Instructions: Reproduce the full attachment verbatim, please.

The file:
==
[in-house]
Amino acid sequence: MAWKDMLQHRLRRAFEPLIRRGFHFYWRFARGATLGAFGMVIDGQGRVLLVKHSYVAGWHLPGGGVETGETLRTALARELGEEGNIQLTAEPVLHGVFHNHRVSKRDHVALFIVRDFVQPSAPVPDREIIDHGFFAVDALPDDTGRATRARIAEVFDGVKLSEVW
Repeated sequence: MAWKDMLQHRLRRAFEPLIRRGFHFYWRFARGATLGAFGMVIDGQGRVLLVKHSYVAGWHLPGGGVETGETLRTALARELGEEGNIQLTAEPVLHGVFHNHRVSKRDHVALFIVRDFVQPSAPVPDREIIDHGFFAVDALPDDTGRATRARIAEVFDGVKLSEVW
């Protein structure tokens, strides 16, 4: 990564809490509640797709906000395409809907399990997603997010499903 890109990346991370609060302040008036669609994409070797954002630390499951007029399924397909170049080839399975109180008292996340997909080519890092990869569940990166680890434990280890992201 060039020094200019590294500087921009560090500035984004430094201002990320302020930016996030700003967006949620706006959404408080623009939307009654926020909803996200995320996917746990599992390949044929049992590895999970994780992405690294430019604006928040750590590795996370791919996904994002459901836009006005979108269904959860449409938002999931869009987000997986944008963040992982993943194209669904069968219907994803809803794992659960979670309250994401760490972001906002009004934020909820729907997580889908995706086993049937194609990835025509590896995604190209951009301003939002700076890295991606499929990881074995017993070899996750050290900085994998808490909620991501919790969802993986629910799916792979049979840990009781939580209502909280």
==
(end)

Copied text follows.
[in-house]
Amino acid sequence: MAWKDMLQHRLRRAFEPLIRRGFHFYWRFARGATLGAFGMVIDGQGRVLLVKHSYVAGWHLPGGGVETGETLRTALARELGEEGNIQLTAEPVLHGVFHNHRVSKRDHVALFIVRDFVQPSAPVPDREIIDHGFFAVDALPDDTGRATRARIAEVFDGVKLSEVW
Repeated sequence: MAWKDMLQHRLRRAFEPLIRRGFHFYWRFARGATLGAFGMVIDGQGRVLLVKHSYVAGWHLPGGGVETGETLRTALARELGEEGNIQLTAEPVLHGVFHNHRVSKRDHVALFIVRDFVQPSAPVPDREIIDHGFFAVDALPDDTGRATRARIAEVFDGVKLSEVW
């Protein structure tokens, strides 16, 4: 990564809490509640797709906000395409809907399990997603997010499903 890109990346991370609060302040008036669609994409070797954002630390499951007029399924397909170049080839399975109180008292996340997909080519890092990869569940990166680890434990280890992201 060039020094200019590294500087921009560090500035984004430094201002990320302020930016996030700003967006949620706006959404408080623009939307009654926020909803996200995320996917746990599992390949044929049992590895999970994780992405690294430019604006928040750590590795996370791919996904994002459901836009006005979108269904959860449409938002999931869009987000997986944008963040992982993943194209669904069968219907994803809803794992659960979670309250994401760490972001906002009004934020909820729907997580889908995706086993049937194609990835025509590896995604190209951009301003939002700076890295991606499929990881074995017993070899996750050290900085994998808490909620991501919790969802993986629910799916792979049979840990009781939580209502909280």